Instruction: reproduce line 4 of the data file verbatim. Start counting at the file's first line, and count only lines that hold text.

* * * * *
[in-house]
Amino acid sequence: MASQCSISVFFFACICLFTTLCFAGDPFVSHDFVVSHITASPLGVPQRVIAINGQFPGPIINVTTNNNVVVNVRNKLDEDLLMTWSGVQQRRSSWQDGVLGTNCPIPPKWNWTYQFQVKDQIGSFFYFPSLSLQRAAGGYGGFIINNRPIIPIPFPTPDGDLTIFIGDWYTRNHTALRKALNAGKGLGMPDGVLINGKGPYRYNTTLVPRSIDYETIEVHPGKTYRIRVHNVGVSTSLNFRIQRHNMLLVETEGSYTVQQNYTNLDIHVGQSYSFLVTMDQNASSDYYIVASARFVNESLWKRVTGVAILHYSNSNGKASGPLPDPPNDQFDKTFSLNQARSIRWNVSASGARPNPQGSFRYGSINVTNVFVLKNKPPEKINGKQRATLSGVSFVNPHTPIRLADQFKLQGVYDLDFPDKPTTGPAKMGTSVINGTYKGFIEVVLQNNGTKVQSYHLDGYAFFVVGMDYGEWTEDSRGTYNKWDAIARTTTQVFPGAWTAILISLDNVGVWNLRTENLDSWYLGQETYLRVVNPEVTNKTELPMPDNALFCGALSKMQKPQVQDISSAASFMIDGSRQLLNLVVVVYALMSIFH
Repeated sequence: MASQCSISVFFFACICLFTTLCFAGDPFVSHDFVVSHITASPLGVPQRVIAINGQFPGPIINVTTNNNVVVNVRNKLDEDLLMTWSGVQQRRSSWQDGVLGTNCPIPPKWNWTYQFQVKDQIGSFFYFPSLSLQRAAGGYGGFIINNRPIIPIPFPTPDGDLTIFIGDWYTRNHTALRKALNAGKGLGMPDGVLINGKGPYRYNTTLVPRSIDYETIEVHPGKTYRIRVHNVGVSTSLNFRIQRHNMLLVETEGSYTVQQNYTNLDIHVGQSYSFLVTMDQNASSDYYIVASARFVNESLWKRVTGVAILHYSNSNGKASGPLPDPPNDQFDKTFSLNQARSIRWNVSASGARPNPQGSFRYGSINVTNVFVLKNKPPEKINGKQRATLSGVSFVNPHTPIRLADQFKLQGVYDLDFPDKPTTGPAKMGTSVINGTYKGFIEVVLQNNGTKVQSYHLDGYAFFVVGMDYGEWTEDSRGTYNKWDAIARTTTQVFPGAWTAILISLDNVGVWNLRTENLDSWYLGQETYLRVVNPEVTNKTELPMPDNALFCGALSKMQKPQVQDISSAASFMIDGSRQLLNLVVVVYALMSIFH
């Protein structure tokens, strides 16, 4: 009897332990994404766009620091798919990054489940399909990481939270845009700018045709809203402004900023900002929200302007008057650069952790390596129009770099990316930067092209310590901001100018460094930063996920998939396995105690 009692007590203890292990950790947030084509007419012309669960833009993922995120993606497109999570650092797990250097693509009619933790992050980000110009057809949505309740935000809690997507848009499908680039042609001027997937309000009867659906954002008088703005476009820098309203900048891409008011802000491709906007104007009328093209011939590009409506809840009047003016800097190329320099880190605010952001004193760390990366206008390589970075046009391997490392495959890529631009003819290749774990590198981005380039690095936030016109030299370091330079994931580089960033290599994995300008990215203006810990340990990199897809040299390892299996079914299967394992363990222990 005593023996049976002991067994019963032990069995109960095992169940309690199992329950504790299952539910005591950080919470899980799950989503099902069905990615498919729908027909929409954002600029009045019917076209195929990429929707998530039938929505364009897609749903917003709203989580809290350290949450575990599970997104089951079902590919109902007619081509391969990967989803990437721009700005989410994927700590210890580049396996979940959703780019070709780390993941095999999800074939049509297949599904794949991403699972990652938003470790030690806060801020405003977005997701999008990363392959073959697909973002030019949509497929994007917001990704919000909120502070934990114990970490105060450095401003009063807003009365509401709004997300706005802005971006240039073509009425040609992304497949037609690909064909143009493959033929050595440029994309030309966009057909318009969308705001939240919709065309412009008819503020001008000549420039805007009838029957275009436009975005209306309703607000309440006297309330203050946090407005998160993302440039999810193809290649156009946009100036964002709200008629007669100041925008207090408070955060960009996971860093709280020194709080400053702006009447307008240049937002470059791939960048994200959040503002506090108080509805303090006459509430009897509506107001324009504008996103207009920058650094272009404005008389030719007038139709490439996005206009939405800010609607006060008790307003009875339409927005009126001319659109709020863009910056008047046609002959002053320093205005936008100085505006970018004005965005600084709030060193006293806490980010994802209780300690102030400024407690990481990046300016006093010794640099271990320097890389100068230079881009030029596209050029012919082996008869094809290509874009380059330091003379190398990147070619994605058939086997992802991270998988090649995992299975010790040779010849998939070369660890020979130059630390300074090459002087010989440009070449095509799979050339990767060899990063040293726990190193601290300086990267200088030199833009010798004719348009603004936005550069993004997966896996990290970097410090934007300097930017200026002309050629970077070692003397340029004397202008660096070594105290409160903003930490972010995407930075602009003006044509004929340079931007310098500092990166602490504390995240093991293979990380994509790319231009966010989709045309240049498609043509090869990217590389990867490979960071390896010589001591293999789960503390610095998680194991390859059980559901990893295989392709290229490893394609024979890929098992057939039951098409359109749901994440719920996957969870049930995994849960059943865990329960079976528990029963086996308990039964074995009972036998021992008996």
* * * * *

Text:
């Protein structure tokens, strides 16, 4: 009897332990994404766009620091798919990054489940399909990481939270845009700018045709809203402004900023900002929200302007008057650069952790390596129009770099990316930067092209310590901001100018460094930063996920998939396995105690 009692007590203890292990950790947030084509007419012309669960833009993922995120993606497109999570650092797990250097693509009619933790992050980000110009057809949505309740935000809690997507848009499908680039042609001027997937309000009867659906954002008088703005476009820098309203900048891409008011802000491709906007104007009328093209011939590009409506809840009047003016800097190329320099880190605010952001004193760390990366206008390589970075046009391997490392495959890529631009003819290749774990590198981005380039690095936030016109030299370091330079994931580089960033290599994995300008990215203006810990340990990199897809040299390892299996079914299967394992363990222990 005593023996049976002991067994019963032990069995109960095992169940309690199992329950504790299952539910005591950080919470899980799950989503099902069905990615498919729908027909929409954002600029009045019917076209195929990429929707998530039938929505364009897609749903917003709203989580809290350290949450575990599970997104089951079902590919109902007619081509391969990967989803990437721009700005989410994927700590210890580049396996979940959703780019070709780390993941095999999800074939049509297949599904794949991403699972990652938003470790030690806060801020405003977005997701999008990363392959073959697909973002030019949509497929994007917001990704919000909120502070934990114990970490105060450095401003009063807003009365509401709004997300706005802005971006240039073509009425040609992304497949037609690909064909143009493959033929050595440029994309030309966009057909318009969308705001939240919709065309412009008819503020001008000549420039805007009838029957275009436009975005209306309703607000309440006297309330203050946090407005998160993302440039999810193809290649156009946009100036964002709200008629007669100041925008207090408070955060960009996971860093709280020194709080400053702006009447307008240049937002470059791939960048994200959040503002506090108080509805303090006459509430009897509506107001324009504008996103207009920058650094272009404005008389030719007038139709490439996005206009939405800010609607006060008790307003009875339409927005009126001319659109709020863009910056008047046609002959002053320093205005936008100085505006970018004005965005600084709030060193006293806490980010994802209780300690102030400024407690990481990046300016006093010794640099271990320097890389100068230079881009030029596209050029012919082996008869094809290509874009380059330091003379190398990147070619994605058939086997992802991270998988090649995992299975010790040779010849998939070369660890020979130059630390300074090459002087010989440009070449095509799979050339990767060899990063040293726990190193601290300086990267200088030199833009010798004719348009603004936005550069993004997966896996990290970097410090934007300097930017200026002309050629970077070692003397340029004397202008660096070594105290409160903003930490972010995407930075602009003006044509004929340079931007310098500092990166602490504390995240093991293979990380994509790319231009966010989709045309240049498609043509090869990217590389990867490979960071390896010589001591293999789960503390610095998680194991390859059980559901990893295989392709290229490893394609024979890929098992057939039951098409359109749901994440719920996957969870049930995994849960059943865990329960079976528990029963086996308990039964074995009972036998021992008996």